The rise of the 401(k) plan has spelled the end of employer-sponsored pensions for many workers. But don't count out pensions just yet.

Employers across the country have fled from traditional pension plans, which require them to set aside enough money to pay out monthly benefits for workers throughout their retired lives. By setting up defined contribution plans like 401(k)s for their employees, employers have essentially shifted the burden of adequately saving and investing onto their workers.

Recently, however, a third alternative has regained popularity in the retirement benefits world. So-called hybrid pension plans combine some of the favorable elements of 401(k) plans and traditional pensions in a way that helps employers and workers alike.

Mixing it up
Hybrid plans -- which include cash-balance and pension-equity plans -- borrow certain traits from both traditional pensions and 401(k) plans. Like pensions, hybrid plans use formulas based on salary and length of employment to determine the total benefit owed to each employee. Rather than paying a set monthly pension, however, hybrid plans typically calculate a lump-sum amount that the worker will receive at retirement. If the worker wants guaranteed monthly income, converting to an annuity is often an option.

From the employer's perspective, hybrid plans work much like regular pension plans during an employee's career -- the employer sets aside certain amounts of money to cover the expected lump-sum benefit. However, making one payment, rather than a monthly allotment for life, makes the hybrid plan's cash flow much more predictable for the employer. Also, the lump-sum calculation eliminates longevity risk for the employer; it's up to employees to manage their money so that they won't run out early.

Converting and age discrimination
During the 1990s, many employers converted their traditional pension plans to hybrid-type plans. Here are just a few:


Year Converted

Aetna (NYSE:AET)


American Express (NYSE:AXP)




Citigroup (NYSE:C)


Goodyear (NYSE:GT)


Source: Christian Science Monitor, Center for Retirement Research.

Because these conversions reduced the pension benefits of many workers -- especially older workers -- some companies faced age-discrimination lawsuits alleging illegal benefit cuts.

Now, however, employers like IBM (NYSE:IBM) and PNC Financial (NYSE:PNC) have started to win these lawsuits. This favorable resolution has made hybrid plans more attractive for businesses looking for an alternative to 401(k) plans.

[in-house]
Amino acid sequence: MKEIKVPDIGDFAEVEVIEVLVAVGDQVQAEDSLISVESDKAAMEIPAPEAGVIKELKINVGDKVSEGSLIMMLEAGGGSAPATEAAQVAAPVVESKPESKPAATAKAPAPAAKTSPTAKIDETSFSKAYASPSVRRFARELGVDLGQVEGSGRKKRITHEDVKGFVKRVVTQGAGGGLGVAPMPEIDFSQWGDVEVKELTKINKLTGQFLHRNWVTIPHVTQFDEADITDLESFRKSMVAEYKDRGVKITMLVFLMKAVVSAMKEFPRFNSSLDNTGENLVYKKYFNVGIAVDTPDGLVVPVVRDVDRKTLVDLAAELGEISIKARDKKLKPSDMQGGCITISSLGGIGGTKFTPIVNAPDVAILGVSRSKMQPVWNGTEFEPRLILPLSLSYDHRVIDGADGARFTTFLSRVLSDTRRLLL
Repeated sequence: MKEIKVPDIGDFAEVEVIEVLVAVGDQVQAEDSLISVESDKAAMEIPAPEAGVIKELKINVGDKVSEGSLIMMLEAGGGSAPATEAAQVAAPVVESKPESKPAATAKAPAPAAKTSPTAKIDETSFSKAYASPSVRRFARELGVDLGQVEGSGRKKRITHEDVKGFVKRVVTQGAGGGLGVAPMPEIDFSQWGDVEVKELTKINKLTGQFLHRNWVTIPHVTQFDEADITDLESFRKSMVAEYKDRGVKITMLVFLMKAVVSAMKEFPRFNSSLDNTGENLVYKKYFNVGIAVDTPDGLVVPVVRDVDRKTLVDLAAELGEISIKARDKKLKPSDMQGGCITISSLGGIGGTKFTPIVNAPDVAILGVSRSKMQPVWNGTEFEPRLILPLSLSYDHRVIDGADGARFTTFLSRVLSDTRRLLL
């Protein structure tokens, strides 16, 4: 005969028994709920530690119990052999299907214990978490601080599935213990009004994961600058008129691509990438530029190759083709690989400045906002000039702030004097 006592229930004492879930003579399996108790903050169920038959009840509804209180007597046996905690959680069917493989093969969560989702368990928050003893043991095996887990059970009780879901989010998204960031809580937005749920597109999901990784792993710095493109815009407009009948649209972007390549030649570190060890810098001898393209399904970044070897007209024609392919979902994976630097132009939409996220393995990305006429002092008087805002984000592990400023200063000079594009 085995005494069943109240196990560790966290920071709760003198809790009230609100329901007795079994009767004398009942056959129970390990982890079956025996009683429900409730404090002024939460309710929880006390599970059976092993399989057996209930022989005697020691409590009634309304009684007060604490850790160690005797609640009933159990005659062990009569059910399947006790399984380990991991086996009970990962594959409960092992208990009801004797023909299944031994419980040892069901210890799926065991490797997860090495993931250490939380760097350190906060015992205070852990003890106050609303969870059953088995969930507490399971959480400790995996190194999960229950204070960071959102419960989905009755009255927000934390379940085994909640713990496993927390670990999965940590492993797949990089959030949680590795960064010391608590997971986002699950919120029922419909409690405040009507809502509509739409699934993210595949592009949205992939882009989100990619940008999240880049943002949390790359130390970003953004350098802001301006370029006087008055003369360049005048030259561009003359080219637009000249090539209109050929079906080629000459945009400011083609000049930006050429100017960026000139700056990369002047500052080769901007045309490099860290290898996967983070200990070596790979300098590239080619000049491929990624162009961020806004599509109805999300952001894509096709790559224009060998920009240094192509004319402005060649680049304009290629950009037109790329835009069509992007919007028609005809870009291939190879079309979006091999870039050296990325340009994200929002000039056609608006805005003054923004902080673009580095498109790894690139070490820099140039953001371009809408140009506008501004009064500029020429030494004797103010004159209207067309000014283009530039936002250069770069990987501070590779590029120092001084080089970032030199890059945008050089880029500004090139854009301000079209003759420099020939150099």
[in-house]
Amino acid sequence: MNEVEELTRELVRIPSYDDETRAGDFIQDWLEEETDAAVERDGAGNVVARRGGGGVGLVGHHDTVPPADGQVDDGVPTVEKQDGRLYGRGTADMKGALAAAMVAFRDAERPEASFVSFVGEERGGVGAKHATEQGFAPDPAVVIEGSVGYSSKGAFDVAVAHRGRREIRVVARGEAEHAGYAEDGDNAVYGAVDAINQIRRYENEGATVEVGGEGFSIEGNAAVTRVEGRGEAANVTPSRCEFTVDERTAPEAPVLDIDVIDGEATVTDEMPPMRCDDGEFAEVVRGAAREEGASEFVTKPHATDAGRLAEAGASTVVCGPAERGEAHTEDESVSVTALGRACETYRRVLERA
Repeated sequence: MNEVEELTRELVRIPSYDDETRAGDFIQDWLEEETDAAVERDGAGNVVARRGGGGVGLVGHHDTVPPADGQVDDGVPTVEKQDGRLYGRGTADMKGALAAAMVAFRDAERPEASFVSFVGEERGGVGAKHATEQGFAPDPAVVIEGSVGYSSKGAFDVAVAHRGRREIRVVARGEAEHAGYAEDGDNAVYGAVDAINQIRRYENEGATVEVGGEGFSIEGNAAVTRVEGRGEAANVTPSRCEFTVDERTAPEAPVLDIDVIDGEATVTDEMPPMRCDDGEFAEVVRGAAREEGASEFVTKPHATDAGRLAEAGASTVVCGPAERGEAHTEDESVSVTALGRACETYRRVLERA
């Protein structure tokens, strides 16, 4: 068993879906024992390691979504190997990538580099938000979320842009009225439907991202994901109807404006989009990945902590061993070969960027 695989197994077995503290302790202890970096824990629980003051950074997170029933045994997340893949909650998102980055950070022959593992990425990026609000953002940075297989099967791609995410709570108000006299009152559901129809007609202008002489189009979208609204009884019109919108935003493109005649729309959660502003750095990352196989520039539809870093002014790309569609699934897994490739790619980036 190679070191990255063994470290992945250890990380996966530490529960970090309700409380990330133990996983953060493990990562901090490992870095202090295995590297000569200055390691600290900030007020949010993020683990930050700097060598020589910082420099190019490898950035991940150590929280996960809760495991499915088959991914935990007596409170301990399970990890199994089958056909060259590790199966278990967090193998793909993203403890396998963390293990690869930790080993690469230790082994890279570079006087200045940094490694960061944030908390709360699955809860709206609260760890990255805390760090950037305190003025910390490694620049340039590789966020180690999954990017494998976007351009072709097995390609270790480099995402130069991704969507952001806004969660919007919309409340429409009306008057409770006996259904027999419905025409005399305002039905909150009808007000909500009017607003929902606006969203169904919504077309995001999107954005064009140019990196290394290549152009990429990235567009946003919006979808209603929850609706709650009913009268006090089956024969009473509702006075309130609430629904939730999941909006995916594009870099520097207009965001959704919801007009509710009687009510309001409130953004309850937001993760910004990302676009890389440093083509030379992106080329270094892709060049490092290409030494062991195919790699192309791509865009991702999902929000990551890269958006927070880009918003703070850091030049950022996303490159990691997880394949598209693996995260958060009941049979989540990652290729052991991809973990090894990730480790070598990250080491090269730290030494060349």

Pros and cons
From an employee standpoint, hybrid plans have several attractive features. Perhaps most importantly, contributions to hybrid plans are made entirely by employers, so they represent free money for employees. Although many hybrid plans have vesting requirements similar to 401(k) plans, they don't require employee participation. If an employer also offers a 401(k), hybrid plans can give employees an extra benefit toward their retirement.

In addition, hybrid plans are somewhat more portable than traditional pensions. Many traditional pensions skewed benefits toward longtime workers, making it more difficult for those who changed jobs during their careers to keep up. Hybrid plans typically allow a departing worker to roll over accrued benefits into an IRA.

Unfortunately for employees, whether a company offers a traditional pension or uses a hybrid plan, your lack of control over that money makes it difficult to incorporate it into your financial plan for retirement. In contrast, the complete control you have over your 401(k) account balance makes planning much simpler.

If hybrid plans do become more popular among employers, a new generation of workers may enjoy some supplemental income beyond what they set aside on their own. Yet with all the uncertainty over retirement payouts, both from Social Security and private employers, you're still better off treating a company pension as an unexpected bonus, rather than relying on it for your necessities.

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Fool contributor Dan Caplinger isn't expecting any pension at all. He doesn't own shares of the companies mentioned in this article. The Fool owns shares of American Express, which is also a Motley Fool Inside Value pick. Try any of our Foolish newsletter services free for 30 days. The Fool's disclosure policy will take care of you.